With a bang of the gavel by General Assembly President Maria Fernanda Espinosa Garces, the leaders on Monday adopted a political declaration resolving “to move beyond words” to promote peace and prevent, contain and end conflicts. “Dialogue is key, and courage is needed to take the first steps to build trust and gain momentum,” it said.
Garces said Mandela “represents a light of hope for a world still torn apart by conflicts and suffering.”
Like others, she warned of the rise of populism and unilateralism and its threat to the 193-member United Nations.
“Drifting away from multilateralism means jeopardizing the future of our species and our planet,” Garces said. “The world needs a social contract based on shared responsibility, and the only forum that we have to achieve this global compact is the United Nations.”
The appeal for collective action to tackle the world’s many conflicts, hotspots and challenges is being tested by the “America First” agenda of US President Donald Trump and populist governments in Italy, Hungary, Austria and elsewhere as well as Britain’s impending divorce from the European Union.
China’s Foreign Minister Wang Yi warned that “unilateralism and protectionism are on the rise” and urged the international community to “stand united under the umbrella of multilateralism.”
The Trump administration and China have been engaged in a trade war in recent months, with the two sides imposing higher tariffs on imports from each other.
Wang said “the UN is the symbol of multilateralism” and “an important guardian of world peace.” During Mandela’s time, he said, it was the “strong moral pressure” of the UN and the international community “that accelerated the disintegration of apartheid.”
“The international community must stand united under the umbrella of multilateralism, uphold the central role of the UN in international affairs and provide more predictability and stability in this turbulent world,” Wang said.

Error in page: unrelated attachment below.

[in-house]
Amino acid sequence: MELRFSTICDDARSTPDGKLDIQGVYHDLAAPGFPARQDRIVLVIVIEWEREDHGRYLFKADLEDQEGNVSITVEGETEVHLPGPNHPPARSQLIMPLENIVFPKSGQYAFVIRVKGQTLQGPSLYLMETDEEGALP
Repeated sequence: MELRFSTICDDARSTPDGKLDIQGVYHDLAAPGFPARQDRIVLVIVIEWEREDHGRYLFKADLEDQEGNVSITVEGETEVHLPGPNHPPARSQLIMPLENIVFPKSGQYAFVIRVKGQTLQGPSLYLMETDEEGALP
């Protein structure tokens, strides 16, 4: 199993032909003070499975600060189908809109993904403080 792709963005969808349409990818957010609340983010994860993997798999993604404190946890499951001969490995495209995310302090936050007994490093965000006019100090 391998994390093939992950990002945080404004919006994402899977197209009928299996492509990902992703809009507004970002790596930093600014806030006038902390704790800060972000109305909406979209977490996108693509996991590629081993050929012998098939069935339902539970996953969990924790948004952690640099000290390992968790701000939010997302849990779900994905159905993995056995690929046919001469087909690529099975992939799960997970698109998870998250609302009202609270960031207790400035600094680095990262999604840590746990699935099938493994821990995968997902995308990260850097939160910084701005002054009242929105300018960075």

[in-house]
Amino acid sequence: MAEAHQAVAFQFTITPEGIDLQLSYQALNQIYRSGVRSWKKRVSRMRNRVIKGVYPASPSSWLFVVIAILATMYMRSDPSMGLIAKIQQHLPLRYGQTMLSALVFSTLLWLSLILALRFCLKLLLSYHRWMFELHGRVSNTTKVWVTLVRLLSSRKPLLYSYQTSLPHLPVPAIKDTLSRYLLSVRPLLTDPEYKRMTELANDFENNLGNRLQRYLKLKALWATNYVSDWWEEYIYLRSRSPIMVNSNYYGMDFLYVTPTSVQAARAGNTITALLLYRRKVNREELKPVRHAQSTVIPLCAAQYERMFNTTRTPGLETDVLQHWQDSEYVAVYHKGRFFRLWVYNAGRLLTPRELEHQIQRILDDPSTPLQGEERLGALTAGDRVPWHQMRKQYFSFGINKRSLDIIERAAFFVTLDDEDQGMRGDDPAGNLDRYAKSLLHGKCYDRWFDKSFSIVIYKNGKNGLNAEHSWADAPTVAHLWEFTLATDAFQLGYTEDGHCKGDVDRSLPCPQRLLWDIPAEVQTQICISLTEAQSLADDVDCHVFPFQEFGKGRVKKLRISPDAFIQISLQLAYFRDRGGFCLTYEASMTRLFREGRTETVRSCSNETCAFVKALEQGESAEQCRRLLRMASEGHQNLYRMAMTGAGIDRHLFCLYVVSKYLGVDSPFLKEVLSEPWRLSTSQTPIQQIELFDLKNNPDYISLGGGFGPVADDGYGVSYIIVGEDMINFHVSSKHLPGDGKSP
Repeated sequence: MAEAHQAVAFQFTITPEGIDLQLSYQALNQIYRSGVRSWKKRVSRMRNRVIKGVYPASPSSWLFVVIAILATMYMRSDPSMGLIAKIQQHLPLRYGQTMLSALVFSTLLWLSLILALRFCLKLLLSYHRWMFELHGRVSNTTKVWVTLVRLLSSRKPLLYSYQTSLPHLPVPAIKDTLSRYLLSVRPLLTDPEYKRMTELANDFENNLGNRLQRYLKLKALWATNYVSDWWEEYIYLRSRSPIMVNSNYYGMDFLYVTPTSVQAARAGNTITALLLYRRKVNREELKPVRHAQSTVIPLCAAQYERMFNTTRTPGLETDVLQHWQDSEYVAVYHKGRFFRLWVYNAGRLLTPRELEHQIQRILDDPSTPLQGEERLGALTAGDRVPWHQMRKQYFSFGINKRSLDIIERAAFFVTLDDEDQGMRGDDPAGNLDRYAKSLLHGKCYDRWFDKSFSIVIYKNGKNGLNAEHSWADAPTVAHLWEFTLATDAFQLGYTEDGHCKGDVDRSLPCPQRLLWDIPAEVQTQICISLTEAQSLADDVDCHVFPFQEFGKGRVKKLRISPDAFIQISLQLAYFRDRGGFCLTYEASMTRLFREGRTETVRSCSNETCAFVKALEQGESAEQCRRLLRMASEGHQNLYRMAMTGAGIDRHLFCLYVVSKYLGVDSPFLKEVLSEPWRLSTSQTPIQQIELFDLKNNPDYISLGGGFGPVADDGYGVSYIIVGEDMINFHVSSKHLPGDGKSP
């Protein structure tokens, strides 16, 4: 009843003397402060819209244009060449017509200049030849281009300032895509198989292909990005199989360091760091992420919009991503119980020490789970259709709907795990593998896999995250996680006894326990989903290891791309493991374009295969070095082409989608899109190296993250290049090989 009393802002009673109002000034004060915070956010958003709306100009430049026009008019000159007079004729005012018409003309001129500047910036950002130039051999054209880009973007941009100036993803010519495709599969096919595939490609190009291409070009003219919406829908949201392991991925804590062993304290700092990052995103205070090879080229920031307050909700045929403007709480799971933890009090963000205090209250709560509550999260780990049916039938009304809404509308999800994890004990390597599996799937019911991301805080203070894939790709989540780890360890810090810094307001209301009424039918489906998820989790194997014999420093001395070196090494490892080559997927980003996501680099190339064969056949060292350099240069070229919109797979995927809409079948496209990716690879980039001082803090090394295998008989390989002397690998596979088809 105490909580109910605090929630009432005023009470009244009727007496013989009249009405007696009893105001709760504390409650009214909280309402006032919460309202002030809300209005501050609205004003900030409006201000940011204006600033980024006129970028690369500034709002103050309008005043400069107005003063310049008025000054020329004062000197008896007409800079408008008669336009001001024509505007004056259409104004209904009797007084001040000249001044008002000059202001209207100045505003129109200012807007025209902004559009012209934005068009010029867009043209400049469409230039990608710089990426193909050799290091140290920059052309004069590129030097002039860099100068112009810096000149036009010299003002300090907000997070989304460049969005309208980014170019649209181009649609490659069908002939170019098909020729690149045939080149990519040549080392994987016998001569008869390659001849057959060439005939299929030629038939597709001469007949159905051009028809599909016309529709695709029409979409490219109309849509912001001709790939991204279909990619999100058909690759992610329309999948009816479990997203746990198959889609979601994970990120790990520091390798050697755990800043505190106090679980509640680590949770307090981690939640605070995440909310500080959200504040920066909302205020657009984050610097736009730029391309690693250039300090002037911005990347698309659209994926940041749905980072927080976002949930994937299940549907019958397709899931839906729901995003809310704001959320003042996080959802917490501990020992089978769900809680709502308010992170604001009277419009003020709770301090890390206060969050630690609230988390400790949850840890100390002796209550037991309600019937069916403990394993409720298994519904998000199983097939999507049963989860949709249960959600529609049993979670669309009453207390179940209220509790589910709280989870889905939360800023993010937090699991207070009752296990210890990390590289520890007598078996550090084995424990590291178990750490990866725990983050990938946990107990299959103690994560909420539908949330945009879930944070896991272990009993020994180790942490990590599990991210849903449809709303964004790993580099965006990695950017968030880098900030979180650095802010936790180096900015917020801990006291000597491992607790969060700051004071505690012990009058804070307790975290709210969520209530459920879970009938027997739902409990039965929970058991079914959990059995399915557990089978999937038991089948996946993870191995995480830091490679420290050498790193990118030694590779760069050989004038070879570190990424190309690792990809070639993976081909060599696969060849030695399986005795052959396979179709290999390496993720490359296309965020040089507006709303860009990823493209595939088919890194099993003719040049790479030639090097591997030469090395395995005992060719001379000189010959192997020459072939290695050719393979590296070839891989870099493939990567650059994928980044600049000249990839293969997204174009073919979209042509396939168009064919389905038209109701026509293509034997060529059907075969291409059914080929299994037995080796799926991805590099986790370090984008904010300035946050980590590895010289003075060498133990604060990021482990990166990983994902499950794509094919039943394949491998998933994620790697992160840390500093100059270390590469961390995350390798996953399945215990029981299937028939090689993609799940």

Addressing the Mandela event, Iran’s President Hassan Rouhani never mentioned the United States — which has accused Tehran of promoting international terrorism, a charge it vehemently denies.
But Rouhani appeared to be taking aim at Trump and his pledge to build a wall on the US-Mexican border when he said Mandela was a model for the “historical reality that great statesmen tend to build bridges instead of walls.”
Alluding to the Trump administration, Cuba’s President Miguel Diaz-Canel Bermudez said recent announcements about military expenditures are “alarming” and are pushing the world into a new arms race “to the detriment of the enormous resources that are needed to build a world of peace.”
South Africa’s Ramaphosa said his country’s “deepest hope” is that the summit, “in the name of one of our greatest exemplars of humanity, serves as a new dawn for the United Nations.”
“We hope we will rediscover the strength of will to save successive generations from war, and to overcome the hatred of our past and the narrow interests that blind us to the vision of a common future that is peaceful and prosperous,” he said. “We hope we will prove ourselves worthy as the bearers of the legacy of Nelson Mandela.”